Cross-cultural Communication - problems and solutions by iht11609

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									Cross-cultural Communication – problems and solutions




Since communication is an integrated process, there are many factors

involved in its success in getting the message through to the receiver. This

is true when two are native speakers of the same language (L1). The

advantage in this situation is that both the speaker and the hearer usually

share a common background to some extent. This helps them to

comprehend more easily. The ability to comprehend information in the

cross-cultural context is far more complex.

   Language teachers utilize many resources, many of them personal, in

order to get the message across to the student so that he may be able to apply

the information in a real communicative situation. Experience in teaching

language should allow the teacher to draw examples and insights into the

classroom to facilitate learning. When we attempt to facilitate cross-
cultural communication, we need to focus on Listening Comprehension

as a skill area and employ many other facets of language learning. Some

of the strategies which help are drawn from research and experience in

teaching Reading skills. Other strategies reflect additional language

teaching experience in the area dealing with the sound system (Phonology)
of the target language (L2). The Phonology directly relates to Listening

skills. Communication through Listening Comprehension can be further

expanded through an understanding of Non-verbal Communication such as

proxemics and gestures which accompany the message. Further, semantic

baggage, meanings couched within the words and understood by native

speakers can give contextual clues to the appropriate interpretation of an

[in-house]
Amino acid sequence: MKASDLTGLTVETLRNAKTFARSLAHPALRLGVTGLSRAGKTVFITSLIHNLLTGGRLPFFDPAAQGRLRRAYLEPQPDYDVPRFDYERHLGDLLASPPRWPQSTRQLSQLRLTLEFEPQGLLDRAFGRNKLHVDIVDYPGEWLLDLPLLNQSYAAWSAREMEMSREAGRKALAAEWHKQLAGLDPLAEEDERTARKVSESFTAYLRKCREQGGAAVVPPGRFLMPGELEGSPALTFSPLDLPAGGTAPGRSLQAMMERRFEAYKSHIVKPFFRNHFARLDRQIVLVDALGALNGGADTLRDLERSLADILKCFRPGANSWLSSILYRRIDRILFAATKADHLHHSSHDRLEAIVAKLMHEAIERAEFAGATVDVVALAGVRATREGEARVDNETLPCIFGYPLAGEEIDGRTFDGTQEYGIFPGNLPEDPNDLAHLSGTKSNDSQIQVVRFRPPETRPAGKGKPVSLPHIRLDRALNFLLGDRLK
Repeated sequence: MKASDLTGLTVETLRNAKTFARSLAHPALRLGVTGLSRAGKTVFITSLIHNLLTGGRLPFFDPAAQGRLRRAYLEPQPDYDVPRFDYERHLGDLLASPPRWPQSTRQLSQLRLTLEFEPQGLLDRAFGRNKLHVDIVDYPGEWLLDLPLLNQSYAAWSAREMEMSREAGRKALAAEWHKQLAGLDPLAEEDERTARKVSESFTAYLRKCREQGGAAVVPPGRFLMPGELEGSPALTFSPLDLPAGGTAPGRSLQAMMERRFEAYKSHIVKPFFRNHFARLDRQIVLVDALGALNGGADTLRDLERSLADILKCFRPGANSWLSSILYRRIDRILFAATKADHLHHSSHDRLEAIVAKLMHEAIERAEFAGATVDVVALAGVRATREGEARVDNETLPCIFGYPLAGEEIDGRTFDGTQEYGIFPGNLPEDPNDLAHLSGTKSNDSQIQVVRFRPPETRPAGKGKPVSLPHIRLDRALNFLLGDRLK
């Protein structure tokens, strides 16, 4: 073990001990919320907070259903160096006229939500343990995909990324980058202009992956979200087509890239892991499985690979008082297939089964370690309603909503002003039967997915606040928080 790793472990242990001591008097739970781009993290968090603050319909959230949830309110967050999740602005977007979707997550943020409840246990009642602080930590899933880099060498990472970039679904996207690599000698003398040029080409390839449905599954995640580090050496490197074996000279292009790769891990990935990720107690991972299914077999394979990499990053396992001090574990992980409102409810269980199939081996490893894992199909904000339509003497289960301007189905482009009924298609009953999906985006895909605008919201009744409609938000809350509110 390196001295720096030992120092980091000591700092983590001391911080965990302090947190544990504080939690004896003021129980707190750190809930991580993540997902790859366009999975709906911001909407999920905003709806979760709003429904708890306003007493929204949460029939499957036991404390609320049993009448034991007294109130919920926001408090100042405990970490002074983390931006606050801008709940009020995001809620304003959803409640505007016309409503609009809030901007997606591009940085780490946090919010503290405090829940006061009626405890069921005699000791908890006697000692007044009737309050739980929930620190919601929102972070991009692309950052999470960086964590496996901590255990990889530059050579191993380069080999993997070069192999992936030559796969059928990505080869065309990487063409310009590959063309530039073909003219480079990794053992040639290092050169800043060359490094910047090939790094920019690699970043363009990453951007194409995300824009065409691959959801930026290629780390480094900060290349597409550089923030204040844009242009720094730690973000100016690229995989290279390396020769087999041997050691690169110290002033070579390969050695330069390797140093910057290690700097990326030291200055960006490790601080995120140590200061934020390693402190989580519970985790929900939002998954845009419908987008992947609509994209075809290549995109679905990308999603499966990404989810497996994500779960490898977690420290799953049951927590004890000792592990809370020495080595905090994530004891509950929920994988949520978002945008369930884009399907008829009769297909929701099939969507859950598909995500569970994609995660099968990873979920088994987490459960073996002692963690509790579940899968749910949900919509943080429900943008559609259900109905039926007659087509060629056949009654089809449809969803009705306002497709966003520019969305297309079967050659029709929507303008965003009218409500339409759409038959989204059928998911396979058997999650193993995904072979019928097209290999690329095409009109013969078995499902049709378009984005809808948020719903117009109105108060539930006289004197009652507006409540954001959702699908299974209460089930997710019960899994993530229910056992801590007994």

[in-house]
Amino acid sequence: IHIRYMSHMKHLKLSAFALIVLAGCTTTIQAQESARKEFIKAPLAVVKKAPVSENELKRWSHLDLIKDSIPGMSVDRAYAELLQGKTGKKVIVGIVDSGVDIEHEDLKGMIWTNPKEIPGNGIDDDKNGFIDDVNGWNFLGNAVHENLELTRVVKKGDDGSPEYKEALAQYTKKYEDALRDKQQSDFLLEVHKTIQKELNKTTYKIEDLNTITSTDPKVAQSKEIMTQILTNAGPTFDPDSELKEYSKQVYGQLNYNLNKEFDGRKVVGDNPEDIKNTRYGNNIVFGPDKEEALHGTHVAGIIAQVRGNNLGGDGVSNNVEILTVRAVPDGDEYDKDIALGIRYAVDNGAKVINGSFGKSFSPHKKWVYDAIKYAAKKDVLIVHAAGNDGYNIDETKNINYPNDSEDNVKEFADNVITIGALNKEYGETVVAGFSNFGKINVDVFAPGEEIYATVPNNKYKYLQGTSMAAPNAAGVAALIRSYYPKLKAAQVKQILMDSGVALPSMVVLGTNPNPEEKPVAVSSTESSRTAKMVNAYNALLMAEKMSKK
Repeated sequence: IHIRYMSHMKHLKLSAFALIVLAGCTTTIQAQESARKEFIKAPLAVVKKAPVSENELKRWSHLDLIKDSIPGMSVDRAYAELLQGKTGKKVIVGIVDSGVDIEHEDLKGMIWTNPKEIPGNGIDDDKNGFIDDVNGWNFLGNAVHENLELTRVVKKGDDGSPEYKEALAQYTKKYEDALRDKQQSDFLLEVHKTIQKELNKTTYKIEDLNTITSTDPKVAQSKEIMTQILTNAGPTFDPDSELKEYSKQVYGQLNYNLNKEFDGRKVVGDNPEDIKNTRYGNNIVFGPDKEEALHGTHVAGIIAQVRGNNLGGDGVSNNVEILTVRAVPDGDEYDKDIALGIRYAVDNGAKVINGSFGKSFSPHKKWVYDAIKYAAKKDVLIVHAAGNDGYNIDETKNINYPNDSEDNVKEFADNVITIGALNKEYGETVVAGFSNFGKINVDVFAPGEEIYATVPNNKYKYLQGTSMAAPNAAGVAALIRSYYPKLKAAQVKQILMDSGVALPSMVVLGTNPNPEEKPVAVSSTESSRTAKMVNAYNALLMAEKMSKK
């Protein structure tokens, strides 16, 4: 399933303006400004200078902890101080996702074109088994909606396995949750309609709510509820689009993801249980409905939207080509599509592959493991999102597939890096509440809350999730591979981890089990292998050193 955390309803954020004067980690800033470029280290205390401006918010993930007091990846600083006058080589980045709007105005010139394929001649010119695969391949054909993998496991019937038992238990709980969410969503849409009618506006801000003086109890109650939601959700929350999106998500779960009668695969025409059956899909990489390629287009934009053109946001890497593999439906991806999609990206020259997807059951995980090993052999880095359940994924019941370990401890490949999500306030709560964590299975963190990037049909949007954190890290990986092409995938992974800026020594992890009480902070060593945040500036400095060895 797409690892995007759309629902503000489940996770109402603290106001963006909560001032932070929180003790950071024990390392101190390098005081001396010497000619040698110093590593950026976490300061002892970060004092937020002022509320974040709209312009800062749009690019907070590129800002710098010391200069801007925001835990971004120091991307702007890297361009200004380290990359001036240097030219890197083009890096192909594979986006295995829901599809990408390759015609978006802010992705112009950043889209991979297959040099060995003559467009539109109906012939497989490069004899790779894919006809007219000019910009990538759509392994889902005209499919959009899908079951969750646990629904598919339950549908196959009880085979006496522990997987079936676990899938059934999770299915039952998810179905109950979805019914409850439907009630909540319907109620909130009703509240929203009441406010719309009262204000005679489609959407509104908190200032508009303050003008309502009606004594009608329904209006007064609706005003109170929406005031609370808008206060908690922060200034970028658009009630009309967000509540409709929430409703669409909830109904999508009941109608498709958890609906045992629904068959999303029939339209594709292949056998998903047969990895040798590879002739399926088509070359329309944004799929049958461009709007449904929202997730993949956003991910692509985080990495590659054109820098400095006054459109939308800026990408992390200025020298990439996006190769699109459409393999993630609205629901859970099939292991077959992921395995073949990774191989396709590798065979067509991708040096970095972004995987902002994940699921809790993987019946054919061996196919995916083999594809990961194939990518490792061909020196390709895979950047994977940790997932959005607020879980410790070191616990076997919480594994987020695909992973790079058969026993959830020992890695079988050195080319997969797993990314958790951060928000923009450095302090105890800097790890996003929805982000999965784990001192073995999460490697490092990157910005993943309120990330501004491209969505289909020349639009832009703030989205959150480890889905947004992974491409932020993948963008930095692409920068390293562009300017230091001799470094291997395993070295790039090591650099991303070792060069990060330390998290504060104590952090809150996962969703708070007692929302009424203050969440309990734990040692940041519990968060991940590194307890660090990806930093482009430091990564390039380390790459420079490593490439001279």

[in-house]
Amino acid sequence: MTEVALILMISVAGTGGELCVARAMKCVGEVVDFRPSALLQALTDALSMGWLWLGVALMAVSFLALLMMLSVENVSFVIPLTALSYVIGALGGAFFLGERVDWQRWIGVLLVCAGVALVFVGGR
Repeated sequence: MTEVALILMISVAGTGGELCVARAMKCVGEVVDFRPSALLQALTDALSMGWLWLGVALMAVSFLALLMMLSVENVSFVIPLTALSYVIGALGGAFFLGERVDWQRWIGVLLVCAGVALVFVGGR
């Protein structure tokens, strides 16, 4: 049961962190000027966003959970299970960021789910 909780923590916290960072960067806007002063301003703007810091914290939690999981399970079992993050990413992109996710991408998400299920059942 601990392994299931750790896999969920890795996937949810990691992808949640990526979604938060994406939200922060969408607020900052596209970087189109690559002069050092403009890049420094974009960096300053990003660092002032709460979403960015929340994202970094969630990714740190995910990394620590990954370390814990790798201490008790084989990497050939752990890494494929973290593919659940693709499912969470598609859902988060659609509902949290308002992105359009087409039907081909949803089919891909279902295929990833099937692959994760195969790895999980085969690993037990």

otherwise ambiguous statement. The correct interpretation results when

both speaker and hearer share the same Schema through a shared culture

(C1). The role of Grammar in Listening Comprehension cannot be

overlooked. All of these elements of language have a bearing on the

meanings of utterances and how accurately they are interpreted by those

from another culture. The native speaker takes the information received

and interprets it according to his knowledge and understanding of these

elements, both verbal and non-verbal. It is worthwhile to examine these

factors as determinants of successful comprehension.

  The relationship between comprehension in Reading and in Listening

should be addressed. Each of these skills requires certain shared elements

for success. There are also other elements which they do not share. Both

Listening and Reading are receptive skills. They do not require the student
to produce new utterances. They are passive skills, passive not in the sense

of no challenging neurological activity since surely there is an abundance of

brain activity in receiving a message and interpreting it. Here, passive

means receptive as opposed to active skills which relate to production, ie.

producing new utterances as in Speaking or Writing where the one doing the